Public Education in Germany is really free. Due to the federal structure of this country each region was by law allowed to manage the education funding differently therefore in 2005 in most of the federations tuition fees up to 500 euros were introduced to the system.
In years they’ve been undoing this one by one thus this year and the upcoming year the federations that still charge students a tuition fee, Bavaria and Lower Saxony will abolish this courtesy.
For the undergraduate degree, German students and international students are obliged to pay certain fees yearly, more of a symbolic donation.
The enrollment fee will approximately round up to 50 euros, each semester. This is done in the beginning of each semester where you sign up for the present semester and you confirm the last one.
The semester contribution varies depending on the region. Commonly it summons up to 150 Euros or more and includes a free access to Public transport during that 6 month period.
The money goes to funding the University Student Parliament activities, and partially to the Studentenwerk, a public institution that provides services for the students in general.
The semester contribution is mandatory.
Most of the regions charge their student for an extra administration fee up to 50 euros per semester to cover the administrative process of enrolment and confirmation of the semesters.
Many of the federal states will charge students a certain fee, additional to the aforementioned when the student will need extra time to finish his/her exams. This start to apply after the 7th year at the university meaning after 14 semesters paid ordinarily. The students that exceed this amount of time are obliged to pay a fee of 500 euros for every semester prolonged along with all the other regular fees.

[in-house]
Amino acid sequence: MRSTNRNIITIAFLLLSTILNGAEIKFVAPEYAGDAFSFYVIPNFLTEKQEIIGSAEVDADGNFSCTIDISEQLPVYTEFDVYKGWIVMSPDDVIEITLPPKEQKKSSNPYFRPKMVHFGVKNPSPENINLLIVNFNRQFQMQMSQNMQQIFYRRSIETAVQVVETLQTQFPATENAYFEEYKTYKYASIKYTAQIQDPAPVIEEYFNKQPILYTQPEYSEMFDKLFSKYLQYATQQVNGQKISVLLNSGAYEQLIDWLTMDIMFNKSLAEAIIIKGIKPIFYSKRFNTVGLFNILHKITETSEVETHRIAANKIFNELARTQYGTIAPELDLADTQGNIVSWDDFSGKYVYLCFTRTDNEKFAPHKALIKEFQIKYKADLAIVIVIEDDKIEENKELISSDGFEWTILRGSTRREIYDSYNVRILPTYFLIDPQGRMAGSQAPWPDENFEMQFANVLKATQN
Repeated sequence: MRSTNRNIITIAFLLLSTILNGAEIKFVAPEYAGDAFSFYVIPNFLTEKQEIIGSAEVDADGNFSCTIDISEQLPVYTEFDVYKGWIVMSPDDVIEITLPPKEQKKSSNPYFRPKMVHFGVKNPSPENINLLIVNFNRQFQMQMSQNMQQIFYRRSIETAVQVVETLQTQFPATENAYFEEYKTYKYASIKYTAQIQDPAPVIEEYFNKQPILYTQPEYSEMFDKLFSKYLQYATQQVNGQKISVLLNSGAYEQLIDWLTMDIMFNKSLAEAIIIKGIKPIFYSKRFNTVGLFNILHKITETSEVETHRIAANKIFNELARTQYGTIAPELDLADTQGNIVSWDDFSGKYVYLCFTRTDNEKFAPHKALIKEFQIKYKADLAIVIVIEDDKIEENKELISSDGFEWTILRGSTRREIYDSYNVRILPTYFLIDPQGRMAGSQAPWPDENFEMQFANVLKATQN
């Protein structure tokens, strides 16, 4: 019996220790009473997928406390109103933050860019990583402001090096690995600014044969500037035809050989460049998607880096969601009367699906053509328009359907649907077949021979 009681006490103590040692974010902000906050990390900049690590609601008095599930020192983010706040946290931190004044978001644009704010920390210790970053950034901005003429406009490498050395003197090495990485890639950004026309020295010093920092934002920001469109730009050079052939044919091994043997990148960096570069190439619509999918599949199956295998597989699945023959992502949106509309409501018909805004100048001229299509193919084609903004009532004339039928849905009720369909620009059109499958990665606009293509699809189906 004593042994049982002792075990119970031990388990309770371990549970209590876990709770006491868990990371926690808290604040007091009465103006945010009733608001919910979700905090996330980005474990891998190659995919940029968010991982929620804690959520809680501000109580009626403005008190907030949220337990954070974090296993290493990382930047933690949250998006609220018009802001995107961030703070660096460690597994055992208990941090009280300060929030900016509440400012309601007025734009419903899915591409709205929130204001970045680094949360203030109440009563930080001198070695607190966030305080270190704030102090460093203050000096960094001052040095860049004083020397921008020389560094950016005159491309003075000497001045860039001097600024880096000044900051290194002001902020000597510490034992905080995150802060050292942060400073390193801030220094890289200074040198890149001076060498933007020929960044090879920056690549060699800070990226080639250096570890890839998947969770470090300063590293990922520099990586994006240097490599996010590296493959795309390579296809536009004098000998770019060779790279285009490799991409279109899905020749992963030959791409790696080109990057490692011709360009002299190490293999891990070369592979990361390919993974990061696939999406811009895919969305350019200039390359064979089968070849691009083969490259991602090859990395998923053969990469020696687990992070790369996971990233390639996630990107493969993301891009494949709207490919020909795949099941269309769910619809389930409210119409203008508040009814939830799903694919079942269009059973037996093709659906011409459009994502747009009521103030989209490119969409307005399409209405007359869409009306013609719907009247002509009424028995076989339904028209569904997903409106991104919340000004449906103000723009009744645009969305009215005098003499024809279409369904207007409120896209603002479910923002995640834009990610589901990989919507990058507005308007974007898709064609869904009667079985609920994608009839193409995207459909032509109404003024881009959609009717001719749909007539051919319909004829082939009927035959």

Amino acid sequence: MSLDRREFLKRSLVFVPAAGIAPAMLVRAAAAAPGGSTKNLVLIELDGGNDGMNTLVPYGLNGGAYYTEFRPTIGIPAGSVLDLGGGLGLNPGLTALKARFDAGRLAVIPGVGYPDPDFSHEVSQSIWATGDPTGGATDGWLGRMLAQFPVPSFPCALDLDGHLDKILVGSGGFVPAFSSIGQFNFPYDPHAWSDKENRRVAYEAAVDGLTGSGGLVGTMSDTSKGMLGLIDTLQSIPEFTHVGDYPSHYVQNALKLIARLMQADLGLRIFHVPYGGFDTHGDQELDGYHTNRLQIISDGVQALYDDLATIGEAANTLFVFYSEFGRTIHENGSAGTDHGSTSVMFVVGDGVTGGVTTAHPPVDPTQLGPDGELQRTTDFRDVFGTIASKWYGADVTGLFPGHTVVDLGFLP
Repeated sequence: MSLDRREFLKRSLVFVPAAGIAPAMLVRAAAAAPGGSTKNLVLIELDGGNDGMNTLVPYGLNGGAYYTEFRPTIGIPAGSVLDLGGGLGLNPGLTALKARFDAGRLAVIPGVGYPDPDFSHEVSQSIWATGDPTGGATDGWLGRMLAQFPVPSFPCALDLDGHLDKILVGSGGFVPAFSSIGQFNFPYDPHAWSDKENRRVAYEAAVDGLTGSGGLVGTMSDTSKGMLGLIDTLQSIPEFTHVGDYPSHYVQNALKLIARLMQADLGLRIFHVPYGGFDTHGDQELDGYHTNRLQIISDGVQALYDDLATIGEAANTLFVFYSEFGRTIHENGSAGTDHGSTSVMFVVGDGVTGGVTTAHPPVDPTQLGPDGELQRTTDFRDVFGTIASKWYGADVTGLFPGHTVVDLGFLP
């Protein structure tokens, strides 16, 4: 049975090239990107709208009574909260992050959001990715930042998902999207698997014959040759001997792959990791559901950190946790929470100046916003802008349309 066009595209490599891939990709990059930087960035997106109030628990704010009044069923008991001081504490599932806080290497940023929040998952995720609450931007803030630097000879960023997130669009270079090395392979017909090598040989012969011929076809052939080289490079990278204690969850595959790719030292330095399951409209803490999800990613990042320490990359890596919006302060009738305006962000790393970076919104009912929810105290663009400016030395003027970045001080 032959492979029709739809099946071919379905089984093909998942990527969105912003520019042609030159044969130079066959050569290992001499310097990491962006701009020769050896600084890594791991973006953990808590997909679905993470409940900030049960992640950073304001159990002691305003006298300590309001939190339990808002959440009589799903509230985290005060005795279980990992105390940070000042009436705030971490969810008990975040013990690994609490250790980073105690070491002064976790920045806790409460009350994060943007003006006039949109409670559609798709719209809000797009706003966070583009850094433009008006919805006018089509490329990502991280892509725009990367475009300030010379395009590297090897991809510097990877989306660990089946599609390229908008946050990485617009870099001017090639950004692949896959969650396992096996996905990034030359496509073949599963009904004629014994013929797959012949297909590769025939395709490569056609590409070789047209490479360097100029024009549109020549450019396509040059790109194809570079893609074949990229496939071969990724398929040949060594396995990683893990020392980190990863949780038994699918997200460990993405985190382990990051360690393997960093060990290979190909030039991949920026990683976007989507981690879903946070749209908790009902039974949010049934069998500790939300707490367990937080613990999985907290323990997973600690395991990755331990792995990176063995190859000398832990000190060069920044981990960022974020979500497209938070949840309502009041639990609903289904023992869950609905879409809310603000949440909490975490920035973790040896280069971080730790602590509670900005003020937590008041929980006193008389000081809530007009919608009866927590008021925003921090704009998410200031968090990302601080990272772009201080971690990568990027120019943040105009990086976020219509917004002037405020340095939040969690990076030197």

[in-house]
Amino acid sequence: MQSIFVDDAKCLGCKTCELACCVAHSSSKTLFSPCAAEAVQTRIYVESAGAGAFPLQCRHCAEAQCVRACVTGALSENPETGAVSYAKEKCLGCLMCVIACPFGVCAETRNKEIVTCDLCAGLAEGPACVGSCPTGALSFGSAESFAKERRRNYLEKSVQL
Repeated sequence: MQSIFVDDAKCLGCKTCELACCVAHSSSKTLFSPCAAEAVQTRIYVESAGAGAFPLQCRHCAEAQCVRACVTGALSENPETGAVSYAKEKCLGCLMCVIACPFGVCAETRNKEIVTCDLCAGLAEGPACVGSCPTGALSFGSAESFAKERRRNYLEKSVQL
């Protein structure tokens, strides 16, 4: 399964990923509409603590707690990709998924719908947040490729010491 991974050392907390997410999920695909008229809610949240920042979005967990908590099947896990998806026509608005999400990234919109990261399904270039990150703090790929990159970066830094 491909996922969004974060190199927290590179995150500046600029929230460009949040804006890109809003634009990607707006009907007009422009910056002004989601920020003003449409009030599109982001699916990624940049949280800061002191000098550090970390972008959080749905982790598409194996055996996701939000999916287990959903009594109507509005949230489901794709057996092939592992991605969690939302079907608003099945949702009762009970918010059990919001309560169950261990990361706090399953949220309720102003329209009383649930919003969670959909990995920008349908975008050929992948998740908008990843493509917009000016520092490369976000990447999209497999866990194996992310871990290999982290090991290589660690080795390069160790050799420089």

Postgraduate studies on the other hand, which in Germany include Masters and Doctorate degree do acquire a certain tuition fee, additionally to the semester contributions and the other two, starting from 500 euros per semester up to several thousand depending on the program.
Long-term fees apply also for the postgraduate studies meaning that if incapable of finishing a three year program in time, the student must start paying the 500 euros fee for every additional semester needed concurrently to the tuition fees and the other contributions.
German public schools don’t offer scholarships. On the other hand some sort of financial aid is offered by the state as a student loan for the German students unable to financially cover the basic expenses of a student as a zero interest loan to be paid afterwards.
For the international students there is this emergency budget at the Studentenwerk where they can borrow money for a very specific occasion like an unexpected disease caught in surprise and unable to cover it financially, to pay it back during their studies.
Beyond all this, Germany still remains a country that provides with dignity free education for all the students no matter the differences.
More information about Studying in Germany can be found at: